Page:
Staff found it difficult to push carts and beds on both types of carpeting but found it less difficult to roll on carpet tiles (an average score of 3.17 for carpet tiles versus 3.42 for the existing carpet). Staff preferred cleaning carpet tiles rather than existing carpeting (3.38 versus 3.92), although both scores were negative. As these data show, the new carpet tiles did not score much better than the old carpet in the hospital in terms of pushing and pulling activities. In fact, 90-degree turns were most difficult on the new carpet tiles. The tiles were, however, perceived as being marginally easier to clean.
Another study currently under way at EHHS is examining the other big issue with carpet—infection control. This study is being conducted to document use patterns and activities contributing to flooring contamination in a hospital corridor and to test contamination at carpet-tile seams for pathogens related to nosocomial infections, asthma, and allergies. The study is being funded by Interface Flooring Systems, Inc., and is being conducted by Debra Harris, PhD, and Juli Mitchell from the University of Florida.
Study 2. Heart Hospital Environmental Design Study—Researcher: Lynn Cochran, MS, RN, ACNP
This study collected data from staff members in the Cardiac Telemetry Unit (CTU) and from patients and family members in two locations: the CTU in the Heart Hospital (opened November 2002) and the Ortho/Neuro Unit in the bed tower (a more traditional unit, opened in 1991). The CTU has single patient rooms, an open nurses' station, and a family kitchen. The Ortho/Neuro Unit has single patient rooms, a traditional nurses' station, and no family kitchen. The paper-and-pencil satisfaction survey included questions related to privacy, comfort, trust, communication, stress, and healing.
Surveys were completed by 123 family members (77 from CTU, 46 from Ortho/Neuro), 191 patients (94 from CTU, 97 from Ortho/Neuro), and 60 CTU staff members. Nurses on Ortho/Neuro were not asked to complete surveys.
Responses from CTU families were generally more positive than those from Ortho/Neuro families. Specifically, families in the CTU more often felt that the unit was calming to loved ones and that the surroundings helped loved ones to feel less stress. Although only 68% of the families reported using the family kitchen, 81% indicated that the kitchen provided comfort.
Responses of patients in the CTU also tended to be more positive than those of patients in the other unit. Compared with patients in the Ortho/Neuro Unit, these patients more often felt that the environment made them comfortable, that the environment was quiet enough, and that the design of the nurses' station provided a comfortable setting for visitors to gather.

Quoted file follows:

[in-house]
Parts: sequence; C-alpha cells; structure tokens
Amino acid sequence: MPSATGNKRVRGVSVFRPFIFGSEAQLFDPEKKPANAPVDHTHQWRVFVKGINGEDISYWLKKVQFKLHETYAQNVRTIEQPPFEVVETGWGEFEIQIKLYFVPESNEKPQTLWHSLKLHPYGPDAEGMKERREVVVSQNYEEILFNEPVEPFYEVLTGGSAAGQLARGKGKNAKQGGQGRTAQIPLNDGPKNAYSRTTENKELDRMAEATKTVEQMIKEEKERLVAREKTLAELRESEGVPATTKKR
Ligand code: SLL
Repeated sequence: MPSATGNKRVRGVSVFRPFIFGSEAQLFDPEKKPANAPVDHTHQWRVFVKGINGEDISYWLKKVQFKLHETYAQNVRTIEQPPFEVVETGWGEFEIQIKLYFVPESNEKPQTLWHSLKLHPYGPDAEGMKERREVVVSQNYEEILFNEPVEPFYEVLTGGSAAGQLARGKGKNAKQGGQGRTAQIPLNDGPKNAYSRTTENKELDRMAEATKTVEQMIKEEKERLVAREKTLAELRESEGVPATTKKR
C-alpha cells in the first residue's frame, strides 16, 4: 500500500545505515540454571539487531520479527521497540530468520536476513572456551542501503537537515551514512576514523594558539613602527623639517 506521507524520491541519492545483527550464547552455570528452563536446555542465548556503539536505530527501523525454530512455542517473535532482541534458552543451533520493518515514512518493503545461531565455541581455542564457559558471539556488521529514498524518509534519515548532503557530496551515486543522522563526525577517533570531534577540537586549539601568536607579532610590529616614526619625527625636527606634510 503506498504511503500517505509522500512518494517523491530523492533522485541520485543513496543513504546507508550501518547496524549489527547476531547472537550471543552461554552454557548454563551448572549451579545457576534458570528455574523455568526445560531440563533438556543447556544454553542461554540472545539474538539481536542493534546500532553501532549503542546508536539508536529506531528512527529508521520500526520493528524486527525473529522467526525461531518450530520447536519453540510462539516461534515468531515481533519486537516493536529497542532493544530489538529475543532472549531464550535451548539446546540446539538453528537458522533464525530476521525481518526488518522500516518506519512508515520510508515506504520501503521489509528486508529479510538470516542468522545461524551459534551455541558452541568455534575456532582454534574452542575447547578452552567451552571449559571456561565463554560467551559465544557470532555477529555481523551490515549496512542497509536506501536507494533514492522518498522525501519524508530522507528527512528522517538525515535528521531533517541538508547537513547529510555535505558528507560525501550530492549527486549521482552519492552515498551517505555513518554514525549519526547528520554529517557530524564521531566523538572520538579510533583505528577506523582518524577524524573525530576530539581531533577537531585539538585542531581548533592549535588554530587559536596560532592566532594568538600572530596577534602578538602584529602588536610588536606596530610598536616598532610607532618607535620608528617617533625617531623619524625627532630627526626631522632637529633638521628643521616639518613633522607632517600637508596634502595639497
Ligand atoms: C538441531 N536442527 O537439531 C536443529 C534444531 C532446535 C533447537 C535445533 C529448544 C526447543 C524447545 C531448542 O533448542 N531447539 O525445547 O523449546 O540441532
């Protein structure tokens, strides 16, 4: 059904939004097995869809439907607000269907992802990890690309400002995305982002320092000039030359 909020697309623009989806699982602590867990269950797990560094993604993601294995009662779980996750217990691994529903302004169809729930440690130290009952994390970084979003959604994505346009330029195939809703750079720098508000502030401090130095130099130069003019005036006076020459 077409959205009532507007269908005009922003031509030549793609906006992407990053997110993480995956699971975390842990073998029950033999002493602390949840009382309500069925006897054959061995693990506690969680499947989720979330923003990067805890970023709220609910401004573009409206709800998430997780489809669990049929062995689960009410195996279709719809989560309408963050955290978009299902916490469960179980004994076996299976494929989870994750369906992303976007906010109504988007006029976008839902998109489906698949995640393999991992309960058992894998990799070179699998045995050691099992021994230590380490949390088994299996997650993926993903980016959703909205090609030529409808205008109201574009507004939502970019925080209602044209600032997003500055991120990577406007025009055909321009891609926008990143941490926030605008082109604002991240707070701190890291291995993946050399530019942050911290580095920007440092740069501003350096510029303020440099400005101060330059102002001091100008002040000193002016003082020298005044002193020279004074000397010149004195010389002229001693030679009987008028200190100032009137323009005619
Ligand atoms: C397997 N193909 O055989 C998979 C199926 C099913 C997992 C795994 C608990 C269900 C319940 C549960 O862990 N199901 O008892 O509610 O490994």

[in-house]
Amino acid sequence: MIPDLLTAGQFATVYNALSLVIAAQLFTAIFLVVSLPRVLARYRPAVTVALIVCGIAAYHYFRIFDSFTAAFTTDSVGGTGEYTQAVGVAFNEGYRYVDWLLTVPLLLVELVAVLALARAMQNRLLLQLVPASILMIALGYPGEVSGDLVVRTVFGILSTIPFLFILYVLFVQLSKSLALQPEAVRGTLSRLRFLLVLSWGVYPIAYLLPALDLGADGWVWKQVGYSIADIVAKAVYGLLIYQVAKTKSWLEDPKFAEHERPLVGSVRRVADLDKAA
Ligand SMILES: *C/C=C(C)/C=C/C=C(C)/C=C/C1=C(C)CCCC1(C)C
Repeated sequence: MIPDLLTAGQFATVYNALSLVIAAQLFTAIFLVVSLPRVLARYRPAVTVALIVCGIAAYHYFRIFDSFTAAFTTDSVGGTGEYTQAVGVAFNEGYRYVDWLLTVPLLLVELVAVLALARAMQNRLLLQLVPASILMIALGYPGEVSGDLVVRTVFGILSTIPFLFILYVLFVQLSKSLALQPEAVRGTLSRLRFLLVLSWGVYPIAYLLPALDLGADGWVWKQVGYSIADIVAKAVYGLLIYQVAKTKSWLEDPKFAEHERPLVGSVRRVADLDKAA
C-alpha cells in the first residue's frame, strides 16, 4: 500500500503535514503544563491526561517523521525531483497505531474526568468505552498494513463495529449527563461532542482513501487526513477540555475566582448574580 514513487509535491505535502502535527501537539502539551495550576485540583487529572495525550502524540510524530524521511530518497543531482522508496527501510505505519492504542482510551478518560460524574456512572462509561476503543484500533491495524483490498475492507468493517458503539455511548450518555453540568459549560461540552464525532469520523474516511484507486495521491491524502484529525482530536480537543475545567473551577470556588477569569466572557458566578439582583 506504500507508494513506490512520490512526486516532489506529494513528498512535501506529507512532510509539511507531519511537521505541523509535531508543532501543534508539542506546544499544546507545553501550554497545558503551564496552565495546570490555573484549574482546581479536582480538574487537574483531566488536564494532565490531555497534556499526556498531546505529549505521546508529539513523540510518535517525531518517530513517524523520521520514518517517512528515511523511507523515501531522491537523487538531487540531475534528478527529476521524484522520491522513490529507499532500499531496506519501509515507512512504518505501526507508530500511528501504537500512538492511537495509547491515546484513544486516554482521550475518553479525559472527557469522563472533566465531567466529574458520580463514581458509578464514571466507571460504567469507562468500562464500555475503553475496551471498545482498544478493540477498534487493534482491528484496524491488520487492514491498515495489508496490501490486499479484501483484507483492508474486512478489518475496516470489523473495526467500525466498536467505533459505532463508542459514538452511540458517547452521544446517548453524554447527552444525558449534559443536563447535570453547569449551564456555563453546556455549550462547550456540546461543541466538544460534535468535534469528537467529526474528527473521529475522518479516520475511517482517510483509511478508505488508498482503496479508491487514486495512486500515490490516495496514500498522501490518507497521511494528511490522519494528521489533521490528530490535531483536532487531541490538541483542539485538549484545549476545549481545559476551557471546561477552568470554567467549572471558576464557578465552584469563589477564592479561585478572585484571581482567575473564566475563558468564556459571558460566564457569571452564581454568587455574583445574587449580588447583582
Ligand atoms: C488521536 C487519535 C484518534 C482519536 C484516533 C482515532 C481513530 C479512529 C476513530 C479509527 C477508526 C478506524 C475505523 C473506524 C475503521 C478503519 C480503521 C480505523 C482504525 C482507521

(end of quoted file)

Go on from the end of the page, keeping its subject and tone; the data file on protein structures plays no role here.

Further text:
For the most part, staff and family responses did not differ much. There were a few questions, however, on which their responses were significantly different. Nurses disagreed that the design of the CTU nurse's station (figure 2A and B) promoted trust, protected patient privacy, and promoted patient and family comfort. More nurses than family members or patients viewed the music on the CTU as being healing. Last, the artwork was more often viewed as calming by patients and families than by staff.
Another study conducted at EHHS compared patient, family, and staff satisfaction related to comfort, stress, communication, noise levels, and safety in the old and new pediatric emergency departments. In that study, Lisa DiMarco, MBA, RN; Mary Pat Martin, RN; and Darlene Wozniak, RN, found that pediatric patients, parents, and staff were very pleased with the new environment. Several other studies are under way at the Cancer Center at EHHS: One examines the effects of the environment on patients, patients' families, and staff members in terms of stress levels, privacy, and concerns about safety. Another looks at the effect of the environment on pain perception during bone marrow aspiration in three settings: the old Cancer Center, the new Cancer Center, and the new Cancer Center with music therapy.
The findings from these studies and others conducted at EHHS have provided critical feedback to the organization, which it intends to use in future renovation and construction projects. These studies are also a valuable contribution to a growing body of knowledge shared by the healthcare community. HD
Patti Ludwig-Beymer, PhD, RN, is the Administrative Director of Education and Research at Edward Hospital & Health Services located in Naperville, Illinois. With more than 30 years' experience in healthcare, Patti has held positions in practice, education, and administration.
Anjali Joseph, PhD, is the Director of Research at The Center for Health Design, a nonprofit research and advocacy organization headquartered in Concord, California.
The Pebble Report focuses on the research efforts and interests of The Center for Health Design's Pebble Project partners, a project that began in 2000 with one provider and has grown to more than 30.